With the good news that he was doing fine, I enjoyed the mostly mud free miles and the descents before the climbs started again. At some point during one of the many climbs, a phrase from the course description got stuck in my head and my brain endlessly looped the fact that “the course features several climbs.” I did not agree that this was a feature of the course. My brain was also endlessly entertained with one of the trail names – Mt. Moosalamoo – and played with that word for a few miles. Shut up, brain. It must have been after mile 20. I explained this at one of the stops where I met my awesome crew and he patted me on the head and assured me the end was near. The bugs were also pretty bad at this point and I became obsessed with the net hats that some of the other runners were wearing. I don’t know what these mosquito-like bugs were, but they would swarm you if you stopped at all. My pace picked up around mile 23 because I could not wait to leave the bugs behind. The final mile or so of the long loop overlapped with the short loop, so when I recognized the trail, I was elated. The final mile was wide and mostly flat. I flew to the finish where the party had been going for hours, and would continue for another day while the longer races finished.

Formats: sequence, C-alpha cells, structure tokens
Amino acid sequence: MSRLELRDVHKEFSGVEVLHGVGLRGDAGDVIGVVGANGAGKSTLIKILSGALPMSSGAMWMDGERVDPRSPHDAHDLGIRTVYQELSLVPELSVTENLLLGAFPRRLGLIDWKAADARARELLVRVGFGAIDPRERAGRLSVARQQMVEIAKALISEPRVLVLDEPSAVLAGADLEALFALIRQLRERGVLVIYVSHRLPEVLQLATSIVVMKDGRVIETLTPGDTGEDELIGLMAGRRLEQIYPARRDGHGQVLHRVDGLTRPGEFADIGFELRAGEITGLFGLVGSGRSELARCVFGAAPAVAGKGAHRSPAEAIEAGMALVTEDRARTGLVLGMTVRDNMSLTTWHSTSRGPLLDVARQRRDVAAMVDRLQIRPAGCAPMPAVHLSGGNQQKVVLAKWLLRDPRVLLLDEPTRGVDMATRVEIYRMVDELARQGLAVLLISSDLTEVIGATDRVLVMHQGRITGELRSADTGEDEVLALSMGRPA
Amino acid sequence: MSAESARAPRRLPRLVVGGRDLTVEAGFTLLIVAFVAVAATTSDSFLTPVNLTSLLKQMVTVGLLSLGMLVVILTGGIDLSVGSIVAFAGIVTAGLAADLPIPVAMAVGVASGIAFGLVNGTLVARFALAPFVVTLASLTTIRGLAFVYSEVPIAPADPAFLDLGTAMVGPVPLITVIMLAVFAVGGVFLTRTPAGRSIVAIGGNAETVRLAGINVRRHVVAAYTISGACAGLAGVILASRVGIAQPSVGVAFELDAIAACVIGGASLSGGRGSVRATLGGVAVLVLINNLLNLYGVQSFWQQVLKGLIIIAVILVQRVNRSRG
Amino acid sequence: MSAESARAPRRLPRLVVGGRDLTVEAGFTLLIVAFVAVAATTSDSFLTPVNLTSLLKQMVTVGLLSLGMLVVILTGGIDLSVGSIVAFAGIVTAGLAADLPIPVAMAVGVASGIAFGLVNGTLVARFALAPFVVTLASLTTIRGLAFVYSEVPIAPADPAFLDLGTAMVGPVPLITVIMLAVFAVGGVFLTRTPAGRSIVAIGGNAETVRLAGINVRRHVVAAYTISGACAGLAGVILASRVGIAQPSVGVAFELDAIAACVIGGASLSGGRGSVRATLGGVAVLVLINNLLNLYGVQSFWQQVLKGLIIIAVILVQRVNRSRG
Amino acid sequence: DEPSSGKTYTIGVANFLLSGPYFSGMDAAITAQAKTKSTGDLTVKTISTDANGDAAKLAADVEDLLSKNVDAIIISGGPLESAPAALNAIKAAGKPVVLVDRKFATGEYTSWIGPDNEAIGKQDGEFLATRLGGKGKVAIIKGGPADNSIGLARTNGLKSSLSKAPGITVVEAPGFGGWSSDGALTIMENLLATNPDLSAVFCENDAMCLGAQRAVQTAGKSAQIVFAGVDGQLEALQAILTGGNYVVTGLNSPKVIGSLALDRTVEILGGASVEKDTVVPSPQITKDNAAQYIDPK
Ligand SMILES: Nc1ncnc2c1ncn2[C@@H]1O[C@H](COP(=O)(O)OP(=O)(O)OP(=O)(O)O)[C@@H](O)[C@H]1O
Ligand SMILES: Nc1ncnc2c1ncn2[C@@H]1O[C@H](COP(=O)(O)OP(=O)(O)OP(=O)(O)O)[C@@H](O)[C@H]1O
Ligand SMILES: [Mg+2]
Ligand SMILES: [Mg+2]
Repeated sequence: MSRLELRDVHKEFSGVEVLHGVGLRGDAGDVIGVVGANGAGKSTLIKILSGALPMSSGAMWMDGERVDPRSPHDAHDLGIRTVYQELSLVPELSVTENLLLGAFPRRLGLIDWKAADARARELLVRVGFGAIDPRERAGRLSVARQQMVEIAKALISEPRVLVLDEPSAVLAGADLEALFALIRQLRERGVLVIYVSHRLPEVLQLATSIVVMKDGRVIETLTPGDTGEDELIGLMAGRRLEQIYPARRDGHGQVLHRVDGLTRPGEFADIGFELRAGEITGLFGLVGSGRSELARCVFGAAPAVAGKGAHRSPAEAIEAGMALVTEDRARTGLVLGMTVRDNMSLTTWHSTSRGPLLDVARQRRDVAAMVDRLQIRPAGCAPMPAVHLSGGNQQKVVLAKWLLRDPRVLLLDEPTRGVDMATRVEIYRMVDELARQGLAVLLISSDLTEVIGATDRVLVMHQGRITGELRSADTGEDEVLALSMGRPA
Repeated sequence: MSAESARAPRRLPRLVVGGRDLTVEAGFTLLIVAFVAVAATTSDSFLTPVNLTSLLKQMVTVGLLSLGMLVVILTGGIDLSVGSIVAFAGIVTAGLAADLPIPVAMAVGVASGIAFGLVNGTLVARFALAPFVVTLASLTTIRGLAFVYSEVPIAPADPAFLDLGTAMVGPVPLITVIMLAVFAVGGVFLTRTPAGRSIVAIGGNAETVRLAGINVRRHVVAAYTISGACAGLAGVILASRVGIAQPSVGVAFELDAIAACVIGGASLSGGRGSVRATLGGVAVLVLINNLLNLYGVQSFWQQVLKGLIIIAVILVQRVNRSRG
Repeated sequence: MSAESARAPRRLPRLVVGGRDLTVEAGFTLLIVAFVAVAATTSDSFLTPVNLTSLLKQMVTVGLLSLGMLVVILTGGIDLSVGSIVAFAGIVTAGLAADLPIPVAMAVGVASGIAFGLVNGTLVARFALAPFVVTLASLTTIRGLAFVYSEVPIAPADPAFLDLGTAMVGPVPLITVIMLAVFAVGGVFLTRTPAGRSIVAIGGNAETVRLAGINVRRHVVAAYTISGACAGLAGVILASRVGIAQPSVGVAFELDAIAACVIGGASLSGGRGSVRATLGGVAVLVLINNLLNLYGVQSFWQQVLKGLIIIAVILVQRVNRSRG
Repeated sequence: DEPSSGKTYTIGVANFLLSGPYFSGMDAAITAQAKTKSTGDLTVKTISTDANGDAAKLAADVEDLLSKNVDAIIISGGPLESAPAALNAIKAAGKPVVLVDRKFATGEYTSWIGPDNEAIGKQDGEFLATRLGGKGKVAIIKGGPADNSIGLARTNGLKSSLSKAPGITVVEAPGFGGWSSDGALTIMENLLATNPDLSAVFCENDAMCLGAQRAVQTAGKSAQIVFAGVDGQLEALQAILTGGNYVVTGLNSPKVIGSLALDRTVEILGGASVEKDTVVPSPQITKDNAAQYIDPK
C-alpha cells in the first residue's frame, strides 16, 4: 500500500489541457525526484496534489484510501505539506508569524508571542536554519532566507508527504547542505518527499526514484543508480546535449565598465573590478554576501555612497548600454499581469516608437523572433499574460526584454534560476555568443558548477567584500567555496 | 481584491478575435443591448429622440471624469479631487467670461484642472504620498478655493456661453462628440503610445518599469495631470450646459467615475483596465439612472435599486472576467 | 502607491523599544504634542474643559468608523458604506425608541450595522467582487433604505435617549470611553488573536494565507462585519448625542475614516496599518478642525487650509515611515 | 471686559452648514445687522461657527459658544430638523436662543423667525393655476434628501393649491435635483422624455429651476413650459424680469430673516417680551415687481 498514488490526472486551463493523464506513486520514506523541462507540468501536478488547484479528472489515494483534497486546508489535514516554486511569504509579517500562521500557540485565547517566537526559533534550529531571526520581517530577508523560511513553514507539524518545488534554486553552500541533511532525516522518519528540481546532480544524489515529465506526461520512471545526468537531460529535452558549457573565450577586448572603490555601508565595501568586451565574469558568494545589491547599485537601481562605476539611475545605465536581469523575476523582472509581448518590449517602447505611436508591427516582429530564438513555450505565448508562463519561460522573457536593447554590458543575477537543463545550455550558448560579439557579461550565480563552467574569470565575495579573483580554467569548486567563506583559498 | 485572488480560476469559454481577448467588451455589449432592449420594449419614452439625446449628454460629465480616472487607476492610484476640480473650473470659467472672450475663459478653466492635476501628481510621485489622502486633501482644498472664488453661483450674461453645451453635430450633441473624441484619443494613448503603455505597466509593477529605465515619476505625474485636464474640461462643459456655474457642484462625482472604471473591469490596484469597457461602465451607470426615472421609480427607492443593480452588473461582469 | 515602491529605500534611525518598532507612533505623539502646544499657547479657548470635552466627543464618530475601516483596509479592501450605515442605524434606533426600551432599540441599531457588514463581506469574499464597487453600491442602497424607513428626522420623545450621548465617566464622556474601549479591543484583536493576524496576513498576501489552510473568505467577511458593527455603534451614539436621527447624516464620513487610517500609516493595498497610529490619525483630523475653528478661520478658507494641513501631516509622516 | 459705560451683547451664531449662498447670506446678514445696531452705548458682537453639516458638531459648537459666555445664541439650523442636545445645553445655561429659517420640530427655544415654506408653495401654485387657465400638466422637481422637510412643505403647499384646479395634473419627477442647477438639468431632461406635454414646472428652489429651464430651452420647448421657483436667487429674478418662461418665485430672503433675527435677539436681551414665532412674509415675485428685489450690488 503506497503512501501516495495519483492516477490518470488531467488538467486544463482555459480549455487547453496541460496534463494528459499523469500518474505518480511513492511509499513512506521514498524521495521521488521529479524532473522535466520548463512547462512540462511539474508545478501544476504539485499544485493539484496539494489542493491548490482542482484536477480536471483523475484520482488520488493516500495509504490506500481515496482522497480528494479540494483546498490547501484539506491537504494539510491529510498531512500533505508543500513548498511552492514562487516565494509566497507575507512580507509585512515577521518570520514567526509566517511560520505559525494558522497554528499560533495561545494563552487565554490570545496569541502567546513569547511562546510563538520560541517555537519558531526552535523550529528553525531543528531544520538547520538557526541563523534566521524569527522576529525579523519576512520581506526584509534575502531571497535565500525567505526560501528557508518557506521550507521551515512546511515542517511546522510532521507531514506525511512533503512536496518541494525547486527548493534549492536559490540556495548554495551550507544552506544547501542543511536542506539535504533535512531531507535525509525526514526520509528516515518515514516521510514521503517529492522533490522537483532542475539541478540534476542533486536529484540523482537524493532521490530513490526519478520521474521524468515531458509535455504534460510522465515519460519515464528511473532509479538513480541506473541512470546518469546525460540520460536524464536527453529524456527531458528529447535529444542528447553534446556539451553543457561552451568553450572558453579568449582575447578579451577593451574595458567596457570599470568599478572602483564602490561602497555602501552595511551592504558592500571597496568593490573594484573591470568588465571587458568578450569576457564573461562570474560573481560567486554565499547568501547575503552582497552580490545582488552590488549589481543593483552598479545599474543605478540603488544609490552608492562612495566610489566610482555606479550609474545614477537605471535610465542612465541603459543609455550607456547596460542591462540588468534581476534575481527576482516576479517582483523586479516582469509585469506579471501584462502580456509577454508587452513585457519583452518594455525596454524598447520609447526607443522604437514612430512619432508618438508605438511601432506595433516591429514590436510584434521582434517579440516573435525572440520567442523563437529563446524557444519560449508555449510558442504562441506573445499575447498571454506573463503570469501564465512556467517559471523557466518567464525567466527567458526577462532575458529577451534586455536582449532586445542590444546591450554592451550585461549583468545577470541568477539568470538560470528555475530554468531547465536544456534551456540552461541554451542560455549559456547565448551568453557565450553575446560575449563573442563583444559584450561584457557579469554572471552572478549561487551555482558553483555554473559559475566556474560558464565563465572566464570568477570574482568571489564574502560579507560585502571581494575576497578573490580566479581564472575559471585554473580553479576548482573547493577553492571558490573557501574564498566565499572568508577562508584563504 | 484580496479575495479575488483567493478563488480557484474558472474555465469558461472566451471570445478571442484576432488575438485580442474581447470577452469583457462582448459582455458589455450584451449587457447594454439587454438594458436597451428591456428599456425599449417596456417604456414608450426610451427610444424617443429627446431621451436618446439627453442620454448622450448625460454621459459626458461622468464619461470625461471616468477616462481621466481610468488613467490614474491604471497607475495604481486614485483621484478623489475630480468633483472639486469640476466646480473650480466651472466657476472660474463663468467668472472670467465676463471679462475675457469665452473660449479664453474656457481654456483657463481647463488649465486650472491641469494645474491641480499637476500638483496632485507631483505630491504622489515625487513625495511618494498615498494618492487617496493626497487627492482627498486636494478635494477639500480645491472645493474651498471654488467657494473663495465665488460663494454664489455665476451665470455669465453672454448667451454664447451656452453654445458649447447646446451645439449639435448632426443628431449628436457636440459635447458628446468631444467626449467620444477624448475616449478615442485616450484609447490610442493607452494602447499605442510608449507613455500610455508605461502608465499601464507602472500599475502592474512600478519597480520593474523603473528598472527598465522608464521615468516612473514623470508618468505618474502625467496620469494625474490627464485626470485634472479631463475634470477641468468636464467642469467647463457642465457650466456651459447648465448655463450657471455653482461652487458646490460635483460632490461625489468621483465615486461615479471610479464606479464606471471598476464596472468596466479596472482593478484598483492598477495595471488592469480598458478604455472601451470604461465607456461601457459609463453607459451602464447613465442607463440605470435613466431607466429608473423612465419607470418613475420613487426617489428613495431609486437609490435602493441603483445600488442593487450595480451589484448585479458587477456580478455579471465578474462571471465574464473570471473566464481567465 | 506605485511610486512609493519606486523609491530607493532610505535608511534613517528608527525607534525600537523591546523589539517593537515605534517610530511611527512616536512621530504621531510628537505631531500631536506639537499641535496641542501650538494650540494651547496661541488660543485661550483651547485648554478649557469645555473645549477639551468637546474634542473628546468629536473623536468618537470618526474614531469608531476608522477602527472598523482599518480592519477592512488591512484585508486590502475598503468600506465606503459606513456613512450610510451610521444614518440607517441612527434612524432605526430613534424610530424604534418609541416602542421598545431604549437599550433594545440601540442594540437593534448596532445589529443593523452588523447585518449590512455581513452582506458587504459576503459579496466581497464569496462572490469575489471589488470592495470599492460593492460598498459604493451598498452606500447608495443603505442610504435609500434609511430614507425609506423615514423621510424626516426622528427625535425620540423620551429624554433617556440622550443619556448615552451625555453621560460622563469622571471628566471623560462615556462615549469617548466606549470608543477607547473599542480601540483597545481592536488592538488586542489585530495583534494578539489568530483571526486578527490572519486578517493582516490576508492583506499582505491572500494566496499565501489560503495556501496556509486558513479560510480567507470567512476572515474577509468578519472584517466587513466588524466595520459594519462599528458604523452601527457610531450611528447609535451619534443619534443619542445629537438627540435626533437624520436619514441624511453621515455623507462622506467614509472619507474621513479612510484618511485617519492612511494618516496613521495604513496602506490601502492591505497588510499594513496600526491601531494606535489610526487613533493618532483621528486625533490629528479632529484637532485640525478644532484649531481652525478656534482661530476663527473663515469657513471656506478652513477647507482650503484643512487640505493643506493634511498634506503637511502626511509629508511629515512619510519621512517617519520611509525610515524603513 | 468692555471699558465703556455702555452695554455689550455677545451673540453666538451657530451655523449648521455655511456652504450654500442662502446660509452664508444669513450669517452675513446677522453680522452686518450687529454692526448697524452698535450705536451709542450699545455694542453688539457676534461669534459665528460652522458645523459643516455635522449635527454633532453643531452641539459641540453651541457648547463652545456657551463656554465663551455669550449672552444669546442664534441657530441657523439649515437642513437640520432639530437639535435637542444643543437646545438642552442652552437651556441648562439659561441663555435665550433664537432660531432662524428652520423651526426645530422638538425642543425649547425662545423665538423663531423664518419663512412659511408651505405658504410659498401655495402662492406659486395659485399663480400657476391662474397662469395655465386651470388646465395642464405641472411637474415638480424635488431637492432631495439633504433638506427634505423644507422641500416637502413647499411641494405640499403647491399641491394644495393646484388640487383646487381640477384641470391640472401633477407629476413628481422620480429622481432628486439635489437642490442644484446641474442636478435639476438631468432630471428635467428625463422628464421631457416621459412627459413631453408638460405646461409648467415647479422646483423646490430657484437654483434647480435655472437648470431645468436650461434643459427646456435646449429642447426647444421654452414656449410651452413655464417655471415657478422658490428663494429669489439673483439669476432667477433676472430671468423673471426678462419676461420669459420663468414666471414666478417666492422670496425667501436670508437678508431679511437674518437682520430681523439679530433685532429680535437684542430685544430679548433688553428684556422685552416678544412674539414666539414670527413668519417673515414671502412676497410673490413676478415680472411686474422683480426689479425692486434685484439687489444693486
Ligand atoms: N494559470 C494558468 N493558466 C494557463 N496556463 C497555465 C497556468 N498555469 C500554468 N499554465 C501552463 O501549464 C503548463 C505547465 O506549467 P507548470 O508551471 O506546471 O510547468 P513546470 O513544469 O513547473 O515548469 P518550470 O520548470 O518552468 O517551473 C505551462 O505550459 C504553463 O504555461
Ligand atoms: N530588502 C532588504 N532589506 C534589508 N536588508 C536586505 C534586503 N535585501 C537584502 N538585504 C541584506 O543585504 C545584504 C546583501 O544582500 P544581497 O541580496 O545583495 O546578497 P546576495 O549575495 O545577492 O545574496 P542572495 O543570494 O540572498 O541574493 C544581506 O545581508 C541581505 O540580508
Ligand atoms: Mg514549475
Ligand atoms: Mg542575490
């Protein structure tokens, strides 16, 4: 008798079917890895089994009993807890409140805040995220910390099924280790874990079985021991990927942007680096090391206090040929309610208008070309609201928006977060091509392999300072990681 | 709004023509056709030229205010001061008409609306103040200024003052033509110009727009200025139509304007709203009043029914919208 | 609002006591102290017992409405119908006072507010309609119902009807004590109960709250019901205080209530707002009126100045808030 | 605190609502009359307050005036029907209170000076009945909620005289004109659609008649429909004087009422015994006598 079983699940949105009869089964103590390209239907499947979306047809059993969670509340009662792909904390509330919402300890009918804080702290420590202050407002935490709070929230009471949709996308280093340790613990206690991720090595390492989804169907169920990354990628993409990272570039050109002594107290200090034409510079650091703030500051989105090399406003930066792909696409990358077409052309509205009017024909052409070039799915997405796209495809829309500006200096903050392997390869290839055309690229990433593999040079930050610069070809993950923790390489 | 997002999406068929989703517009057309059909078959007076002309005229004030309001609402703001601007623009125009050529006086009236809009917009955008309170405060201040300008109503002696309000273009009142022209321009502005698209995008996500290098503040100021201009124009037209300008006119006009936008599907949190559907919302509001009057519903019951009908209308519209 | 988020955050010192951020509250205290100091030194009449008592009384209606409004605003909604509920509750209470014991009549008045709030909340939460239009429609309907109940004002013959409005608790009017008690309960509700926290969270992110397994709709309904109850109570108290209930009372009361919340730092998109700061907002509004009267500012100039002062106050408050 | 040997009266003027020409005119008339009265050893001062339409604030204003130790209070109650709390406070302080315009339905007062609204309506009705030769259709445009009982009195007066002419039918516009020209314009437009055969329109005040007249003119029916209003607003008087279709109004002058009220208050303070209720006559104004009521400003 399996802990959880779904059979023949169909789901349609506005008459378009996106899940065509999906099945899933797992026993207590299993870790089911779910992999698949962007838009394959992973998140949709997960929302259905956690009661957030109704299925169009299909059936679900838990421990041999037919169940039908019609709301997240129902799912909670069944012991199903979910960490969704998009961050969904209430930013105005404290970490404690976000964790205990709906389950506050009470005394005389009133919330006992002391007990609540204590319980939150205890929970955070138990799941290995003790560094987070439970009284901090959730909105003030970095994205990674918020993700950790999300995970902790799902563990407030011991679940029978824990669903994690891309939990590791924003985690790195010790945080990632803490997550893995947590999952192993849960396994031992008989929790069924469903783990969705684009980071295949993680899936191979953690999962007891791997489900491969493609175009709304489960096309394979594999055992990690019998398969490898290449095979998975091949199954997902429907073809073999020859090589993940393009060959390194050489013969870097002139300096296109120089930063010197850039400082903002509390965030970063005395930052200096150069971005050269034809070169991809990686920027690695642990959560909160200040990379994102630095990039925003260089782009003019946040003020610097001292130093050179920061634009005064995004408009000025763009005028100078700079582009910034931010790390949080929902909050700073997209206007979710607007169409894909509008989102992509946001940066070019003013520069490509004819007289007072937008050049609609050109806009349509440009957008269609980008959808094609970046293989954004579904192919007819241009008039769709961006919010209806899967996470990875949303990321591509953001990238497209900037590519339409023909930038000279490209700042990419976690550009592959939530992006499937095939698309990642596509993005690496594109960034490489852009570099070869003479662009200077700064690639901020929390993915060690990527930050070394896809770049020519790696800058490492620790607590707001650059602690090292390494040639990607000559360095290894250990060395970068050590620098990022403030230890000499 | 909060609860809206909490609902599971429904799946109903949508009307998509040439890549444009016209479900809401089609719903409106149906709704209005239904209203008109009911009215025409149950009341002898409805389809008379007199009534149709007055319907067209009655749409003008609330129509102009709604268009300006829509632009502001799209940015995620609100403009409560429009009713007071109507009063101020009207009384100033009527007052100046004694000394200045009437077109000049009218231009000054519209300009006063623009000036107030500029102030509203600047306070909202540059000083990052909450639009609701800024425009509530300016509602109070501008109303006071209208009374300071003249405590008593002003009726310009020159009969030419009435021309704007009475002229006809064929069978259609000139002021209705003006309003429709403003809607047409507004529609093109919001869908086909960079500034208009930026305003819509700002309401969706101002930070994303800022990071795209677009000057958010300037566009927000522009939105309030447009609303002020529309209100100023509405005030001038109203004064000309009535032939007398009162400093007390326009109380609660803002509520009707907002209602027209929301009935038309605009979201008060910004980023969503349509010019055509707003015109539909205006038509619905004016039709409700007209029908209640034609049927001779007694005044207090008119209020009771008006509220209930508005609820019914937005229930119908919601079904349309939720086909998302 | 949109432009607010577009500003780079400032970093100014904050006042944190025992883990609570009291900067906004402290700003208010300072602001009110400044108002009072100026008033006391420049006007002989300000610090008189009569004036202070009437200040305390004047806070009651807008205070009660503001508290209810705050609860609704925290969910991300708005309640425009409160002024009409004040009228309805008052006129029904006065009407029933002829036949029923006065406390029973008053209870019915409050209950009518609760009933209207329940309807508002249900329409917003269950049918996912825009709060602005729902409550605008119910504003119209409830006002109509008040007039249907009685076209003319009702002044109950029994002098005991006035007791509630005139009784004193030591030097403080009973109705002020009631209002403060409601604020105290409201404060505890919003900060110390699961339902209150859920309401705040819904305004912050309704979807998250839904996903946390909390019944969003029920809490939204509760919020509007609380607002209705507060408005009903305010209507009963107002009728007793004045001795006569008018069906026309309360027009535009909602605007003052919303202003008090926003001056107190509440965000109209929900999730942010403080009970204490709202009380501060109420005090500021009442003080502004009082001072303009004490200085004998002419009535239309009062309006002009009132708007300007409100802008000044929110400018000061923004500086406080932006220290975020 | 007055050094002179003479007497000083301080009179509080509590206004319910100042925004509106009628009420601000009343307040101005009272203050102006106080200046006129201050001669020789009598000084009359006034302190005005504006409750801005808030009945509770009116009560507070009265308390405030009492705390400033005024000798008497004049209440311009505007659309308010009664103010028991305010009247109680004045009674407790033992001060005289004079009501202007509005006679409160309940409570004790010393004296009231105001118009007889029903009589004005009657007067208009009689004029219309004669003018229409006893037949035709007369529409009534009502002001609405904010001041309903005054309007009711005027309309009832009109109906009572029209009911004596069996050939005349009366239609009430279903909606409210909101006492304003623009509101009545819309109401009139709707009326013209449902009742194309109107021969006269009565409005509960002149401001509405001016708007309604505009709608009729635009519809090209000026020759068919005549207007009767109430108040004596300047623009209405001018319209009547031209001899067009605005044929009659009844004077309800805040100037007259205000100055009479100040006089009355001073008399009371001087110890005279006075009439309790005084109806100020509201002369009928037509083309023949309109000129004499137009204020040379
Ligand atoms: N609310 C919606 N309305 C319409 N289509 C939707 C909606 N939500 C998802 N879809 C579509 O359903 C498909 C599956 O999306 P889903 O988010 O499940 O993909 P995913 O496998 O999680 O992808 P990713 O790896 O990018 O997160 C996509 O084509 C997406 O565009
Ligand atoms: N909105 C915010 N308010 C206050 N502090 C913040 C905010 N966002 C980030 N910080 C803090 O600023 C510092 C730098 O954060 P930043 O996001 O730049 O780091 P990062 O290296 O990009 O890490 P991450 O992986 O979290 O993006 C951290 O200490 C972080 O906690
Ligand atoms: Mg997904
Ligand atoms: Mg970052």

After the race, we enjoyed some of the food, bought a lot of the cool Endurance Society shirts, mugs, stickers, etc. for sale. We also enjoyed the signs below.
We eventually headed out to spend the rest of the holiday weekend on the New Hampshire beach, trying to remove the mud from our toes.
Our windbreak at Salisbury Beach on a cold Memorial Day.